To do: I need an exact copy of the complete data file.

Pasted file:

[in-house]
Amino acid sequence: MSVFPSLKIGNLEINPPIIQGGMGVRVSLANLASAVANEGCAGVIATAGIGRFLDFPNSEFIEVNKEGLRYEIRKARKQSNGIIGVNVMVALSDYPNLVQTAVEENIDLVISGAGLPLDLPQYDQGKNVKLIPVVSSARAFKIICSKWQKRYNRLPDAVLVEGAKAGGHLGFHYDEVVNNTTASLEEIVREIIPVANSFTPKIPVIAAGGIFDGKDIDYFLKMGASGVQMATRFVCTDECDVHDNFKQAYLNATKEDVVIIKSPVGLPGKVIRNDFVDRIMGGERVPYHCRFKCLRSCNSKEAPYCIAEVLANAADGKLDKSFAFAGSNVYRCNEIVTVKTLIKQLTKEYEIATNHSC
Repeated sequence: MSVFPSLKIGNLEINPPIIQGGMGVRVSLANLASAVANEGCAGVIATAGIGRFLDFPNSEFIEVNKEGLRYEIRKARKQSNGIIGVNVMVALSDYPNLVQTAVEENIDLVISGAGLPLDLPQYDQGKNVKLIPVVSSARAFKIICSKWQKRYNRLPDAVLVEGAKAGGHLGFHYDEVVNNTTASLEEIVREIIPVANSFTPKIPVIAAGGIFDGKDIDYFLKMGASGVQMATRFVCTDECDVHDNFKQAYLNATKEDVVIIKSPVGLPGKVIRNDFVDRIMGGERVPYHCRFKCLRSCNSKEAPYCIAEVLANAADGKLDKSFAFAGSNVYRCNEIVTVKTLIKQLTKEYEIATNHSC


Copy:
[in-house]
Amino acid sequence: MSVFPSLKIGNLEINPPIIQGGMGVRVSLANLASAVANEGCAGVIATAGIGRFLDFPNSEFIEVNKEGLRYEIRKARKQSNGIIGVNVMVALSDYPNLVQTAVEENIDLVISGAGLPLDLPQYDQGKNVKLIPVVSSARAFKIICSKWQKRYNRLPDAVLVEGAKAGGHLGFHYDEVVNNTTASLEEIVREIIPVANSFTPKIPVIAAGGIFDGKDIDYFLKMGASGVQMATRFVCTDECDVHDNFKQAYLNATKEDVVIIKSPVGLPGKVIRNDFVDRIMGGERVPYHCRFKCLRSCNSKEAPYCIAEVLANAADGKLDKSFAFAGSNVYRCNEIVTVKTLIKQLTKEYEIATNHSC
Repeated sequence: MSVFPSLKIGNLEINPPIIQGGMGVRVSLANLASAVANEGCAGVIATAGIGRFLDFPNSEFIEVNKEGLRYEIRKARKQSNGIIGVNVMVALSDYPNLVQTAVEENIDLVISGAGLPLDLPQYDQGKNVKLIPVVSSARAFKIICSKWQKRYNRLPDAVLVEGAKAGGHLGFHYDEVVNNTTASLEEIVREIIPVANSFTPKIPVIAAGGIFDGKDIDYFLKMGASGVQMATRFVCTDECDVHDNFKQAYLNATKEDVVIIKSPVGLPGKVIRNDFVDRIMGGERVPYHCRFKCLRSCNSKEAPYCIAEVLANAADGKLDKSFAFAGSNVYRCNEIVTVKTLIKQLTKEYEIATNHSC